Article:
Properties of Consciousness

An excerpt from the article Moving Mind, Moving Matter
by Dean Radin, Ph.D., Noetic Sciences Review, No. 46 - Summer 1998.


Whatever else consciousness may be, let us suppose that it also has the following properties, derived from a combination of Western and Eastern philosophies: The first property is that consciousness extends beyond the individual and has quantum field-like properties, in that it affects the probabilities of events.

Second, consciousness injects order into systems in proportion to the "strength" of consciousness present. This is a refinement of quantum physicist Erwin Schrodinger's observation about one of the most remarkable properties of life, namely, an "organisms astonishing gift . . . of 'drinking orderliness' from a suitable environment."

Third, the strength of consciousness in an individual fluctuates from moment to moment, and is regulated by focus of attention. Some states of consciousness have higher focus than others. We propose that ordinary awareness has a fairly low focus of attention compared to peak states, mystical states, and other nonordinary states.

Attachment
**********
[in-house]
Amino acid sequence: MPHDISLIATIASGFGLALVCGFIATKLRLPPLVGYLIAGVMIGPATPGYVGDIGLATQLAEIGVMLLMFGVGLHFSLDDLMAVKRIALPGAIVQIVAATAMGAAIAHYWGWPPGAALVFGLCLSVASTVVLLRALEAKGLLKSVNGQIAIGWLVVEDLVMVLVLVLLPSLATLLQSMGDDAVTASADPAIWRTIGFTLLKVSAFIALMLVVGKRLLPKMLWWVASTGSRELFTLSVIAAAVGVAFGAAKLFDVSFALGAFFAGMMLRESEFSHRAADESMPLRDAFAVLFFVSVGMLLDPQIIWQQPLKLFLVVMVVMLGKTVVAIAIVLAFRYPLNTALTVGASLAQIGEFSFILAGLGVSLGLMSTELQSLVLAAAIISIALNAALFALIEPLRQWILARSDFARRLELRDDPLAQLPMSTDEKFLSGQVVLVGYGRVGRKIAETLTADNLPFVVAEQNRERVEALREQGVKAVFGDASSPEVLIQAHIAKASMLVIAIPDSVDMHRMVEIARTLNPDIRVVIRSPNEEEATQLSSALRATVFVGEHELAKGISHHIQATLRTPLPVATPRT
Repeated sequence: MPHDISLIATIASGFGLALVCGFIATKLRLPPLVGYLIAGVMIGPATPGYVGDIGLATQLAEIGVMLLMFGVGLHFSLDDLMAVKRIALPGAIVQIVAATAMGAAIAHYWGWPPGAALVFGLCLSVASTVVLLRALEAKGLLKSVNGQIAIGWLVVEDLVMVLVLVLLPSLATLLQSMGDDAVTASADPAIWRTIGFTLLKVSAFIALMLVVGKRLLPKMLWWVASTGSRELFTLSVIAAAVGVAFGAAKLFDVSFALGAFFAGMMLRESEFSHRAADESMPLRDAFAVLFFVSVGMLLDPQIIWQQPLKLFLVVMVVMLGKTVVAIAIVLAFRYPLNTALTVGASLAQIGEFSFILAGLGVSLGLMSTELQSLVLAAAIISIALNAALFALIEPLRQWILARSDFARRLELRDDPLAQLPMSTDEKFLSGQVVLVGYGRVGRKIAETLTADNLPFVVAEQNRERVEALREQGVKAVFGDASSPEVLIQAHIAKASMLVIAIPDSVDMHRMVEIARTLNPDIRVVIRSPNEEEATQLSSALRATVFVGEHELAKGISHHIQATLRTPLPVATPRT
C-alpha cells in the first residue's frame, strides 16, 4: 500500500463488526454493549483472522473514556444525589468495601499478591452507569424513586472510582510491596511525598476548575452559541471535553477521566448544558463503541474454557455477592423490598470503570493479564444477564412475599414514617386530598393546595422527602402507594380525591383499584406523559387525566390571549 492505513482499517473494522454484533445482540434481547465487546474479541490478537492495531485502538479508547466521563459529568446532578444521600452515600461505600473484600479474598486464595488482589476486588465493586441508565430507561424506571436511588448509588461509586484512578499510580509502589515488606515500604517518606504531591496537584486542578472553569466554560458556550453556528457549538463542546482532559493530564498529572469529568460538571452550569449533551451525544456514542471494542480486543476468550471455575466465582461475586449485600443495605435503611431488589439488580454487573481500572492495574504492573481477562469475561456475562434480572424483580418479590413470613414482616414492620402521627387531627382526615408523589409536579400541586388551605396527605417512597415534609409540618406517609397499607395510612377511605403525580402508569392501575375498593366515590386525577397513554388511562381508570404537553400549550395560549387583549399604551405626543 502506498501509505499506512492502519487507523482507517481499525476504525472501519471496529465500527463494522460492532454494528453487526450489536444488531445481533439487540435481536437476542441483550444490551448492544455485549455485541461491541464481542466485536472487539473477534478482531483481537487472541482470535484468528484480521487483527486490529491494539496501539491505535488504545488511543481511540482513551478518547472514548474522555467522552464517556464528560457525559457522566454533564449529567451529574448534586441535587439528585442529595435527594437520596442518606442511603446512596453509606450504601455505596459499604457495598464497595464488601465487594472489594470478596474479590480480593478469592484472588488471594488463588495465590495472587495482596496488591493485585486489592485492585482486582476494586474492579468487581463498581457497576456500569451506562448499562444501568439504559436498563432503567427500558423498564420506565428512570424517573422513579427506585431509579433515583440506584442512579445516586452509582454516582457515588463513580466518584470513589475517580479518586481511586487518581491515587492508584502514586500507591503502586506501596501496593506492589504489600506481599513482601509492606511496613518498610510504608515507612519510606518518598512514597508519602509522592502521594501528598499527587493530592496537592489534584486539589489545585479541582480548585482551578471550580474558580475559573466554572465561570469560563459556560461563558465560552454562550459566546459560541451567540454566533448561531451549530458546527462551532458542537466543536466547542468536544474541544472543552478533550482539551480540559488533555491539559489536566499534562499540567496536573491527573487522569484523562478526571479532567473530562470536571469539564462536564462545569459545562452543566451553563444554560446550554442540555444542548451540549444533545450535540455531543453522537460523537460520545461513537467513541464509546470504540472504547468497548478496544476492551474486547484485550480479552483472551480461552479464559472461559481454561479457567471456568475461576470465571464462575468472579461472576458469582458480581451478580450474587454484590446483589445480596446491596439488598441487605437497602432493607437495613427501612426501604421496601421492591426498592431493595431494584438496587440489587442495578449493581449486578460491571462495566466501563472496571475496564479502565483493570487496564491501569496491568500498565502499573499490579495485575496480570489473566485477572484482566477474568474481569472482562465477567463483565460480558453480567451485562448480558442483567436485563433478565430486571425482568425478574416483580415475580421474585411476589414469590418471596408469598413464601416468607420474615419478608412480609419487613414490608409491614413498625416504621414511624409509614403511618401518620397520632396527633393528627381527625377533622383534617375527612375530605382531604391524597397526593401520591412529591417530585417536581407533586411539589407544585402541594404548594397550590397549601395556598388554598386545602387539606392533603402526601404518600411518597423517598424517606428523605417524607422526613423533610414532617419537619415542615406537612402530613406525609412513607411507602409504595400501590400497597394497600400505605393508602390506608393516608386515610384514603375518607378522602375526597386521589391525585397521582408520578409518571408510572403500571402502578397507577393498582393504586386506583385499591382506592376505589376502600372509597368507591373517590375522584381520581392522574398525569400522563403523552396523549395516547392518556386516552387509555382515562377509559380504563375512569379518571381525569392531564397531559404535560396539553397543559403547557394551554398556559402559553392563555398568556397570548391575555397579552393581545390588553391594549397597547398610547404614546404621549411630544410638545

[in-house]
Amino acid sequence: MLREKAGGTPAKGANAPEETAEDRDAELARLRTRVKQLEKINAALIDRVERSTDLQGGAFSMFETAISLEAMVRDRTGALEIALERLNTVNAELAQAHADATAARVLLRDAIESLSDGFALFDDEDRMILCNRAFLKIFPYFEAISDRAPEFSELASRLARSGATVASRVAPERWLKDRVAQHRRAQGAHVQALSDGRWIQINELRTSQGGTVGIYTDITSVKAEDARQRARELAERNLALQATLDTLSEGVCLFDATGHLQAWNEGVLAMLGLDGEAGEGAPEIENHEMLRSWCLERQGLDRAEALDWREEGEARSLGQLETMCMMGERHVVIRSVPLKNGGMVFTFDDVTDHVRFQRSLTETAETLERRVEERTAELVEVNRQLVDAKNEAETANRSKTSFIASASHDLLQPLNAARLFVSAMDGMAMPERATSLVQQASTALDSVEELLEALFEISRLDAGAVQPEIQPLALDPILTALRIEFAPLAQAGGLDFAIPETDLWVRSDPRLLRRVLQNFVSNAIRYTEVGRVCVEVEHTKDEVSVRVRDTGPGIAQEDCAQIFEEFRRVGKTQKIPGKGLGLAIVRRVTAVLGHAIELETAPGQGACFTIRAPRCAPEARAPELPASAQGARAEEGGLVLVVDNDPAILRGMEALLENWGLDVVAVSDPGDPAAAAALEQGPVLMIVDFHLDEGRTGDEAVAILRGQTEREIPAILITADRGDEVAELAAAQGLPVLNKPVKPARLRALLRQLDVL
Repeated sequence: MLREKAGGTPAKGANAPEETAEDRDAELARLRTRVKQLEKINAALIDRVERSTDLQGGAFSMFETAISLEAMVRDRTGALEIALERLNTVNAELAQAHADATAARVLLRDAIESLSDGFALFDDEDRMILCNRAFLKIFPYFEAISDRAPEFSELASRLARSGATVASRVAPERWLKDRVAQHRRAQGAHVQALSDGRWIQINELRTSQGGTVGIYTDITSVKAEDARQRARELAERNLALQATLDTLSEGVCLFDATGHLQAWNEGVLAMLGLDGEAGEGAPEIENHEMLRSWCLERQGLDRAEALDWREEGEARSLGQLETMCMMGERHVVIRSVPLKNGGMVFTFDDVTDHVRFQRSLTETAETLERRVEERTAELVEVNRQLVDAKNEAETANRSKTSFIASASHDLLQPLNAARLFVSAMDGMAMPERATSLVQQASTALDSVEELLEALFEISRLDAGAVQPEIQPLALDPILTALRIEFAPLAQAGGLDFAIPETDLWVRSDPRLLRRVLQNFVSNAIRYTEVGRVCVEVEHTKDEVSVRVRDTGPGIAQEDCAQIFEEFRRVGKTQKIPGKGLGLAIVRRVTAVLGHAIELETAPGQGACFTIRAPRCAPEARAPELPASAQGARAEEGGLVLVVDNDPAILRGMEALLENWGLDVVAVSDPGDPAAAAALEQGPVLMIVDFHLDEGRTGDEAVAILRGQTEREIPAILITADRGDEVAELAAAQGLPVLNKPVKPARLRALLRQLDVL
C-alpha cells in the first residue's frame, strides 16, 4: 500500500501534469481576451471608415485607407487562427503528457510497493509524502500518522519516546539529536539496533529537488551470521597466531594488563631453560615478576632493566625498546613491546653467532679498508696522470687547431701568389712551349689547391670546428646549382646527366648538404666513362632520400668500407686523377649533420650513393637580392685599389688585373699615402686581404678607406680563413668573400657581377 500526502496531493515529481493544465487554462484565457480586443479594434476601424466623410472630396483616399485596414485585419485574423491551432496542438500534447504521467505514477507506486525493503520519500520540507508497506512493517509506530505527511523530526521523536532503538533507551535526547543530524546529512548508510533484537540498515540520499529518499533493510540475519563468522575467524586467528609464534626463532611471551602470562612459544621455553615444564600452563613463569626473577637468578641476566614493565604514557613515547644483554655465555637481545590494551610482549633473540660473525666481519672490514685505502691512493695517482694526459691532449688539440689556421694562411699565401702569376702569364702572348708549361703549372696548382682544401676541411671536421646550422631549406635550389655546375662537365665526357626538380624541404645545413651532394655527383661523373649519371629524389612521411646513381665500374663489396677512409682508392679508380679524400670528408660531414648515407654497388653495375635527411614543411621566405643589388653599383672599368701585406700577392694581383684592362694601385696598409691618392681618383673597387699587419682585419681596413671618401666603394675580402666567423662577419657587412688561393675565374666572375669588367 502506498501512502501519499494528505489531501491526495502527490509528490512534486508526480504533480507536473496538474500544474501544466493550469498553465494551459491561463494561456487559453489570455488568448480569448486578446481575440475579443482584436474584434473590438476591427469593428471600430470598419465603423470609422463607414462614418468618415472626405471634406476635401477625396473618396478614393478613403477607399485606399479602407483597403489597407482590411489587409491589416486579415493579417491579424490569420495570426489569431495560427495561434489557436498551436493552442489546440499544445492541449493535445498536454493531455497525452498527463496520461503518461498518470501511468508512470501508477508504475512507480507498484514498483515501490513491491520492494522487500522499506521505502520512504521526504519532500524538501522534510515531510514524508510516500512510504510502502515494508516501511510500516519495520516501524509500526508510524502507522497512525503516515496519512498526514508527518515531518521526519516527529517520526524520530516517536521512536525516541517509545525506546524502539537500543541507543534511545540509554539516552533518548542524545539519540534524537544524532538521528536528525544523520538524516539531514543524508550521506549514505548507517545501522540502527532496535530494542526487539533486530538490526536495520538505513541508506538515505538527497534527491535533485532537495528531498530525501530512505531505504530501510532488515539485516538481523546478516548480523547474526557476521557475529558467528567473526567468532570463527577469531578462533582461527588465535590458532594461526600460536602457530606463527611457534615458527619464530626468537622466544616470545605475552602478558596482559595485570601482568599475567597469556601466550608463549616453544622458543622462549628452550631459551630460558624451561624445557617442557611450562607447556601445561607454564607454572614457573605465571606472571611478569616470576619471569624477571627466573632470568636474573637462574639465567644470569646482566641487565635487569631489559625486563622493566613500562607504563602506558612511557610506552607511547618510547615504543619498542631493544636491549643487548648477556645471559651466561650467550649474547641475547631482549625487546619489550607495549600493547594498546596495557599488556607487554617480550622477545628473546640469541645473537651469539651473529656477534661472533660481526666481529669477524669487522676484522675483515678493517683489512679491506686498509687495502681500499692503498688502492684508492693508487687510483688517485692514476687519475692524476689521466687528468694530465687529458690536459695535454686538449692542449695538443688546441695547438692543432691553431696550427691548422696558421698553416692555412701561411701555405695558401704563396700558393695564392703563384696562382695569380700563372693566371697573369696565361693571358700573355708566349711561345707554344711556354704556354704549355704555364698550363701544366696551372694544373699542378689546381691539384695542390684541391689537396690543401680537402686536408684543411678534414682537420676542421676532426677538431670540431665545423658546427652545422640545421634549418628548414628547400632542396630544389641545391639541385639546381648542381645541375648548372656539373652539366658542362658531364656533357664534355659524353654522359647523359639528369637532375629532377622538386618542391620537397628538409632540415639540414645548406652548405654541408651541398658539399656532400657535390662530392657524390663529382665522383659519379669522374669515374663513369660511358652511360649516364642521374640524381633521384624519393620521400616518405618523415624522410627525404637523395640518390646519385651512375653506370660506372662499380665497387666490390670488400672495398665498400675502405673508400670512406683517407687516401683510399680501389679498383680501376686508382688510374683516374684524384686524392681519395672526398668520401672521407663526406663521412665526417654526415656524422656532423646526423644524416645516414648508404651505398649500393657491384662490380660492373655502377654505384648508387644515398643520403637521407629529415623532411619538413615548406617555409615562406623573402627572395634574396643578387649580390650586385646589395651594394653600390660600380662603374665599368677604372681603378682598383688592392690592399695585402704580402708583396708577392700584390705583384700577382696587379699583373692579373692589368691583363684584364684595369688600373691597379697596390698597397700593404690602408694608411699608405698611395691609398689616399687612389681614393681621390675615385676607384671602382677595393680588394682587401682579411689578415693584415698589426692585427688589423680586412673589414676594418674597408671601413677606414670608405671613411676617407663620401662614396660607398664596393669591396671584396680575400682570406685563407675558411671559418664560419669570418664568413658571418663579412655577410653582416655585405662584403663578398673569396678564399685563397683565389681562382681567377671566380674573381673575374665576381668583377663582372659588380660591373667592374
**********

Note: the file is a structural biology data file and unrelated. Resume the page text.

Fourth, a group of individuals can be said to have "group consciousness." Group consciousness strengthens when the group's attention is focused on a common object or event, and this creates coherence among the group. If the group's attention is scattered, then the group's mental coherence is also scattered.

Fifth, when individuals in a group are all attending to different things, then the group consciousness and group mental coherence is effectively zero, producing what amounts to background noise. We assume that the maximum degree of group coherence is related in some complicated way to the total number of individuals present in the group, the strength of their common focus of attention, and other psychological, physiological, and environmental factors.

Sixth, physical systems of all kinds respond to a consciousness field by becoming more ordered. The stronger or more coherent a consciousness field, the more the order will be evident. Non-moving objects (like rocks) will respond to order induced by consciousness as well as moving ones (like people or tossed dice), but it is only in the more labile systems that we have the tools to readily detect these changes in order. In sum, when a group is actively focused on a common object, the "group mind" momentarily has the "power to organize," as Carl Jung put it.